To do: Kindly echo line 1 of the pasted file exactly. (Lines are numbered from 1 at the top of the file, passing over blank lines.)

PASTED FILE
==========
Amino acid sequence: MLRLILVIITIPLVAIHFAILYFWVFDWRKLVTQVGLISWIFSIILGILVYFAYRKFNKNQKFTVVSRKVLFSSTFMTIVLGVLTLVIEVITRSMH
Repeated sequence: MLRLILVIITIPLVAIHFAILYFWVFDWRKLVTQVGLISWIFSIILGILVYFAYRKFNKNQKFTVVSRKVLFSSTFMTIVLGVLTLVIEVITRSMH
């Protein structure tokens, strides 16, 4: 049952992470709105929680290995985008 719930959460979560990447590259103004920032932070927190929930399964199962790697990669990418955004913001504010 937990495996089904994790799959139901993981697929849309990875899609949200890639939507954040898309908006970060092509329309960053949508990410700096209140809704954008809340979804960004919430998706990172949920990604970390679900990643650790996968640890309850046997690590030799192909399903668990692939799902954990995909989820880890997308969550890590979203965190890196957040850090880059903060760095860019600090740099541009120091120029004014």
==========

Amino acid sequence: MLRLILVIITIPLVAIHFAILYFWVFDWRKLVTQVGLISWIFSIILGILVYFAYRKFNKNQKFTVVSRKVLFSSTFMTIVLGVLTLVIEVITRSMH